An environmental group has filed a federal lawsuit against the U.S. Environmental Protection Agency over new smog regulations in Wisconsin. The agency narrowed a list of areas that weren’t meeting tougher standards for ground-level ozone pollution in May.
The EPA’s list was a pared-down version of counties that were designated as “nonattainment areas” or not meeting smog regulations.
Clean Wisconsin filed the lawsuit in Washington, D.C. on Wednesday.
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Clean Wisconsin’s general counsel Katie Nekola said they feel the EPA is not doing enough to protect human health along those lakeshore areas of southeastern Wisconsin.
“Designating it nonattainment means that the state is required to take measures to improve air quality,” said Nekola. “Those measures then would translate into fewer asthma cases, fewer hospitalizations, lower health care costs. It’s better to be more protective. It’s better to be accurate in your designations and require cleanup of the air, and we feel that the EPA is failing to do that.”
But, Scott Manley, senior vice president of government relations with Wisconsin Manufacturers and Commerce, said the EPA was right to reign in the areas that were designated “nonattainment” areas.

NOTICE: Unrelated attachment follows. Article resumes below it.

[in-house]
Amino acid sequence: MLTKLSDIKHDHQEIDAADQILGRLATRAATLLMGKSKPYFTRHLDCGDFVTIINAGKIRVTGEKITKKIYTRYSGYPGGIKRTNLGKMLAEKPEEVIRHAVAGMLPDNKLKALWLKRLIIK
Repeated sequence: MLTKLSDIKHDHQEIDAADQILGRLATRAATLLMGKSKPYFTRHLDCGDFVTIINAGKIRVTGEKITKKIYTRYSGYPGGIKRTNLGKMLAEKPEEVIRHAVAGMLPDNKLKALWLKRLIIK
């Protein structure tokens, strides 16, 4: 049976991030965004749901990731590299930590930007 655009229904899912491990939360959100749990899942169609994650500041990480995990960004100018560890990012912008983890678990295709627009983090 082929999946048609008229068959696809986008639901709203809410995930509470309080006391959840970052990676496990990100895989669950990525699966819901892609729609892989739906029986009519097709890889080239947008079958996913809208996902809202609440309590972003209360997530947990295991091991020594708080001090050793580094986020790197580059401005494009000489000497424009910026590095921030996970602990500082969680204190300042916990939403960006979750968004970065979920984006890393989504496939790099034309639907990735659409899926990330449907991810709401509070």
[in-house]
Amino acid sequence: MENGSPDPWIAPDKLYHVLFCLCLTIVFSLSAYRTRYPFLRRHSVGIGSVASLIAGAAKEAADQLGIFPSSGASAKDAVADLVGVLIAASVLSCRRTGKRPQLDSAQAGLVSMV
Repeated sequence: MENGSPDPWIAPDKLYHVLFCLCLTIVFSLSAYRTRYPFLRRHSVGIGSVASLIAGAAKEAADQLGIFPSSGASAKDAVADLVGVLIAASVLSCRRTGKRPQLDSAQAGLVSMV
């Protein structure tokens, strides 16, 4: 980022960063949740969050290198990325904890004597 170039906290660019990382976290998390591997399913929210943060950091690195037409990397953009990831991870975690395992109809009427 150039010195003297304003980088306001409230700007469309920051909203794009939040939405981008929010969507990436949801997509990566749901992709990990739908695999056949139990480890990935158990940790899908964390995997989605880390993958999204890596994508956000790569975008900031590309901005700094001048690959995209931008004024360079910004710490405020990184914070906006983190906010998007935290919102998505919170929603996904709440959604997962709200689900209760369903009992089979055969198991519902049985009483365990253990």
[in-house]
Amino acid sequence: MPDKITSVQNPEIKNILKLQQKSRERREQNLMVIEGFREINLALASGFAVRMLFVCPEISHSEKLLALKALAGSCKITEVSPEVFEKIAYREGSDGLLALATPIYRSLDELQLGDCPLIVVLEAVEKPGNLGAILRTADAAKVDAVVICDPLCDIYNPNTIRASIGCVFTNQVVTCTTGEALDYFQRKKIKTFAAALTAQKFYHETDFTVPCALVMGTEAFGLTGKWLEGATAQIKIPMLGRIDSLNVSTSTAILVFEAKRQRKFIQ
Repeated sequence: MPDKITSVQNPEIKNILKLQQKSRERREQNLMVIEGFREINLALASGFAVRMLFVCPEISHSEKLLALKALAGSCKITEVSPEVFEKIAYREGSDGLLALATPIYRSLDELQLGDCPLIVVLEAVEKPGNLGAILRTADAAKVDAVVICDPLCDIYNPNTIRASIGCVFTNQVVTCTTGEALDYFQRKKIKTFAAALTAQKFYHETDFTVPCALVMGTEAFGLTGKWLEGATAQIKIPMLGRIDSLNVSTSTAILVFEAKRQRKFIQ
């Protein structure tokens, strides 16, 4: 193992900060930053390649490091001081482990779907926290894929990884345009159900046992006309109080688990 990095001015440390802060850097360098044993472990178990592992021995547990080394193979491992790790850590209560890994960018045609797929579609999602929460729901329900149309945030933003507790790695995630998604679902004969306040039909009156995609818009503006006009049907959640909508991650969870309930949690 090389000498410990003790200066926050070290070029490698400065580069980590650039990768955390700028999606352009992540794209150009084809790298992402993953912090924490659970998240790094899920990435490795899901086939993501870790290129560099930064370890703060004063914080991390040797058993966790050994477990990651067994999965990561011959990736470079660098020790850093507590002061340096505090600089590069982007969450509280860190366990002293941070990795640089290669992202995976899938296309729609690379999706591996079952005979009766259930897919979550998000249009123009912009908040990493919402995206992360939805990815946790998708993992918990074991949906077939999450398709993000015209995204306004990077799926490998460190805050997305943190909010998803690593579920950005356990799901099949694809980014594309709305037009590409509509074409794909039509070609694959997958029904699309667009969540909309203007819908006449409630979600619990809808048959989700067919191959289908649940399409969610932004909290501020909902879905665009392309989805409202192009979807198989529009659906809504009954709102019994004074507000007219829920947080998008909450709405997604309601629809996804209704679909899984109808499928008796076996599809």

“The counties that were originally proposed by the EPA were very concerned — and it’s not just businesses — but the communities themselves were concerned it would have a significantly negative economic impact on the area,” said Manley.
Manley said the designation brings expensive regulatory requirements for businesses that would discourage expansion in affected areas. He argued air quality has improved there and nitrogen oxide pollutants have been reduced significantly in those counties.
“The lawsuit is totally without merit, and it’s ultimately not going to result in the reversal of EPA’s decision,” Manley said. “When you look at the areas that the EPA chose to designate as nonattainment, they took a very reasonable and lawful approach.”
Gov. Scott Walker’s administration and opponents of the agency’s original plan have also argued higher levels of ozone pollution were limited and coming from other states in the region. Regardless of where the pollution originates, Nekola said it’s still harmful to public health.
“I think the argument that it’s not our fault, it’s coming from someplace else so we shouldn’t have to do anything about is wrong,” she said. “I think a lot of industries who actually are good neighbors have installed pollution controls to try to address the problem and are not complaining about it.”
Nekola said the group hopes the EPA will revert back to its original list and make accurate designations of Wisconsin counties for ozone.
An EPA spokeswoman said the agency is reviewing the lawsuit. A spokesman with the Wisconsin Department of Natural Resources declined to comment on the pending litigation.
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